This chapter of the Rule is quite eyeopening. Benedict is clearly not keen on the appointment of a Prior or a Prioress, instead wishing the superiors orders to be carried out by the deans of the monastery – the role that was introduced very early on in chapter twenty one. The way in which this chapter is laid out, with a long extended reasoning against the role of prior(ess) suggests that this is borne out by previous experience. There appears to be two issues with this particular role. Firstly, Benedict describes a particular scenario in which the Bishop (of the Diocese or, perhaps, what is known in monastic communities as the Visitor – the Bishop charged with looking after the house in particular, even if it is not in his diocese), an external force, appoints the prior(ess) is unhelpful – when the source of authority comes from the same place as the abbot or abbess (if that is how they have been appointed, perhaps after a particular failure or specific situation) then it causes tension. Also, that someone from outside the community appoints someone to this role undermines the authority of the superior, giving more opportunity for dissension.

Secondarily, Benedict is wary of instilling a large amount of power, very similar, to the abbot or abbess in one person, instead preferring to distill this amongst several Deans, thus removing some of the risk of an inflated ego or the sin of pride to creep in. Pride, the most destabilising factor in the monastery and one that Benedict is very keen to keep at bay.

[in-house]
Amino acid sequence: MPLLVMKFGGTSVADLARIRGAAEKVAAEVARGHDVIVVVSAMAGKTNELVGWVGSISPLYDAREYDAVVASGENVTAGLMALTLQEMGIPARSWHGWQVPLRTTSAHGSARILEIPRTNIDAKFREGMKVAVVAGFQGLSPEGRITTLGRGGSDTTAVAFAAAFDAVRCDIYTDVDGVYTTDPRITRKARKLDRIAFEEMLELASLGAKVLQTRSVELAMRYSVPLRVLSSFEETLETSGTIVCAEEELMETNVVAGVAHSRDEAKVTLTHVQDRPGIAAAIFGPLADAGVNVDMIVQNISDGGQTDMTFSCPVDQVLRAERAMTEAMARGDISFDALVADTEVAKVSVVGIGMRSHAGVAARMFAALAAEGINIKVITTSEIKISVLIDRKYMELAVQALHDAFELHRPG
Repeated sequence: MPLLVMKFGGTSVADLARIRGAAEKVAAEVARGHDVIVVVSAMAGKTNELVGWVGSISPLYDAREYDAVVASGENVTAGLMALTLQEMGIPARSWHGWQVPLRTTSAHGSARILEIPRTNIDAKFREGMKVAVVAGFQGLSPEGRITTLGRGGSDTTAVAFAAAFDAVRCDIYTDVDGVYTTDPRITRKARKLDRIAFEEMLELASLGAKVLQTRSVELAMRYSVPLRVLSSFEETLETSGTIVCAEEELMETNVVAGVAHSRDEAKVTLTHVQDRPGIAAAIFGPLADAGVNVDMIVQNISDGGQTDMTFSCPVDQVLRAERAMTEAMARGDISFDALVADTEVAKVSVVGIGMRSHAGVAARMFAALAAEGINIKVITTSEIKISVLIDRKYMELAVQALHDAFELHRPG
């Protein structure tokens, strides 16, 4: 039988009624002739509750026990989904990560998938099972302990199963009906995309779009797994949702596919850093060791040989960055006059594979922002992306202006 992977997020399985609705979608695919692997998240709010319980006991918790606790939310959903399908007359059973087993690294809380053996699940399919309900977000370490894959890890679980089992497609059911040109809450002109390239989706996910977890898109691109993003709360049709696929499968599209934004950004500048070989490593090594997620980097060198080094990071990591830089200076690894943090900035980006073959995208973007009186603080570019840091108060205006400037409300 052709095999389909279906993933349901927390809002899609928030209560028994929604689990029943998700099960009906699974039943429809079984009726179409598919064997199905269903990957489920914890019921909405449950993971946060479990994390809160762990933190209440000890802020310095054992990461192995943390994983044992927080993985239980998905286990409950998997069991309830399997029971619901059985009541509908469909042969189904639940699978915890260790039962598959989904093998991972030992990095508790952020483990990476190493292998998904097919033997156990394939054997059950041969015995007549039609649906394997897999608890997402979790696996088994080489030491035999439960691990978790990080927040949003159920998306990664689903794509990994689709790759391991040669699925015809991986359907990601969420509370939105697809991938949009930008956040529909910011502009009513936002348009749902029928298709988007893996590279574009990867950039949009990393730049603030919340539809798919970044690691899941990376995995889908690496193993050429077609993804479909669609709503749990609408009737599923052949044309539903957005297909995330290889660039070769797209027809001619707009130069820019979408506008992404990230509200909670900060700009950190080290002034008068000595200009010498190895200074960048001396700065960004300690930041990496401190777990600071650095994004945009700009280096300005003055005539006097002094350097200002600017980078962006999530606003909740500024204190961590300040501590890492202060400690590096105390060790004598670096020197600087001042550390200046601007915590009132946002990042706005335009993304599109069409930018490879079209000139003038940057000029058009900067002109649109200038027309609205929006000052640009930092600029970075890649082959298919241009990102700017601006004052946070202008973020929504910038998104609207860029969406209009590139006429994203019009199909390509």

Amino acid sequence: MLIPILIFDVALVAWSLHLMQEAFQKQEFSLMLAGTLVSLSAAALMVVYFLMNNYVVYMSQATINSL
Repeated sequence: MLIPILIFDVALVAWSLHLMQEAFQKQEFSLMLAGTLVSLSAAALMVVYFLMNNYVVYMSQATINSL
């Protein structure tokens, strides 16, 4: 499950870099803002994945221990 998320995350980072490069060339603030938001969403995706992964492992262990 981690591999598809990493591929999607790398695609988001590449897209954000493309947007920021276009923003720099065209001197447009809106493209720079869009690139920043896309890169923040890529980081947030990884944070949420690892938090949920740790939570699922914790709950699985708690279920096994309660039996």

The way in which Benedict writes this chapter is reads as a personal experience, or at the very least one that he has witnesses. Could it be that this was his experience in one of his own monasteries, or that he was made aware of a similar scenario during his life time?

If there is to be a prior(ess) in the community then Benedict allows for it to happen, once again showing a characteristic balance, despite his obvious strong feelings and personal preference, and giving responsibility to the community to govern themselves. The Holy Father, despite writing a Rule and ensuring that it is implemented is never authoritarian, and the local context, the needs of the community and the will of the Abbot or Abbess, in conjunction with the seniors of the monastery and the spirit of the Rule are permitted to interpret it how it suits best. (This is, probably, part of the reason why there have, since the time S. Benedict been many reforms of the Order and the foundation of different groups who wished to recapture some of the pure essence of the Rule – such as the Trappists) – if the community will a prior(ess) and have a good reason (perhaps the community is very, very large and the Superior cannot manage alone, even with the Deans, perhaps the abbot or abbess is going through a period of spiritual darkness, or convalescing after an illness or treatment) then one may be appointed – and it is suggested that this happens only after consultation by the superior with the seniors. There is no hard line about who this must be and we can therefore assume that similarly with the appointment of the superior it CAN be anyone from within the community.